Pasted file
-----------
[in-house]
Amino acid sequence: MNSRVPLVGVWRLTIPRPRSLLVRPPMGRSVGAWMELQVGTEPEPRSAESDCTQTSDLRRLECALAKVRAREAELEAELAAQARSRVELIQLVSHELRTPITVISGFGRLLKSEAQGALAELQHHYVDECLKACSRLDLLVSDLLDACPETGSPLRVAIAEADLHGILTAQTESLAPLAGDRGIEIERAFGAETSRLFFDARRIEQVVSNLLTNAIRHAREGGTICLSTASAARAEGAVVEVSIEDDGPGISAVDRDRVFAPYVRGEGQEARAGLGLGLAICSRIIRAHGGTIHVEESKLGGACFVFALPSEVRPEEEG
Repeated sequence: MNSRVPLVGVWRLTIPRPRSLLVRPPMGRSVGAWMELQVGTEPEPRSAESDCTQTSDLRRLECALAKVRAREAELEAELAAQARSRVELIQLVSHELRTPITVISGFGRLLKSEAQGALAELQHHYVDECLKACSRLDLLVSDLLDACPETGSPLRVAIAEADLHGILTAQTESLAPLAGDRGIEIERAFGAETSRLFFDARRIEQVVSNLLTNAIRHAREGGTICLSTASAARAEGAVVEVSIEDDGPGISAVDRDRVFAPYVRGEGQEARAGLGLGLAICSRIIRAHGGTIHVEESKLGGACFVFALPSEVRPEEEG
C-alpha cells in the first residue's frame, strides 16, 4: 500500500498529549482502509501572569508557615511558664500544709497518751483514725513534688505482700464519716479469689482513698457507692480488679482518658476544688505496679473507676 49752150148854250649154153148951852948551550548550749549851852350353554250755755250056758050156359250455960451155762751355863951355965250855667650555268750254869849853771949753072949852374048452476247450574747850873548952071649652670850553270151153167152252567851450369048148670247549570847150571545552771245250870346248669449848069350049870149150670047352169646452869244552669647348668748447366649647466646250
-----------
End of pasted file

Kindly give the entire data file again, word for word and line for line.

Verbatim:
[in-house]
Amino acid sequence: MNSRVPLVGVWRLTIPRPRSLLVRPPMGRSVGAWMELQVGTEPEPRSAESDCTQTSDLRRLECALAKVRAREAELEAELAAQARSRVELIQLVSHELRTPITVISGFGRLLKSEAQGALAELQHHYVDECLKACSRLDLLVSDLLDACPETGSPLRVAIAEADLHGILTAQTESLAPLAGDRGIEIERAFGAETSRLFFDARRIEQVVSNLLTNAIRHAREGGTICLSTASAARAEGAVVEVSIEDDGPGISAVDRDRVFAPYVRGEGQEARAGLGLGLAICSRIIRAHGGTIHVEESKLGGACFVFALPSEVRPEEEG
Repeated sequence: MNSRVPLVGVWRLTIPRPRSLLVRPPMGRSVGAWMELQVGTEPEPRSAESDCTQTSDLRRLECALAKVRAREAELEAELAAQARSRVELIQLVSHELRTPITVISGFGRLLKSEAQGALAELQHHYVDECLKACSRLDLLVSDLLDACPETGSPLRVAIAEADLHGILTAQTESLAPLAGDRGIEIERAFGAETSRLFFDARRIEQVVSNLLTNAIRHAREGGTICLSTASAARAEGAVVEVSIEDDGPGISAVDRDRVFAPYVRGEGQEARAGLGLGLAICSRIIRAHGGTIHVEESKLGGACFVFALPSEVRPEEEG
C-alpha cells in the first residue's frame, strides 16, 4: 500500500498529549482502509501572569508557615511558664500544709497518751483514725513534688505482700464519716479469689482513698457507692480488679482518658476544688505496679473507676 49752150148854250649154153148951852948551550548550749549851852350353554250755755250056758050156359250455960451155762751355863951355965250855667650555268750254869849853771949753072949852374048452476247450574747850873548952071649652670850553270151153167152252567851450369048148670247549570847150571545552771245250870346248669449848069350049870149150670047352169646452869244552669647348668748447366649647466646250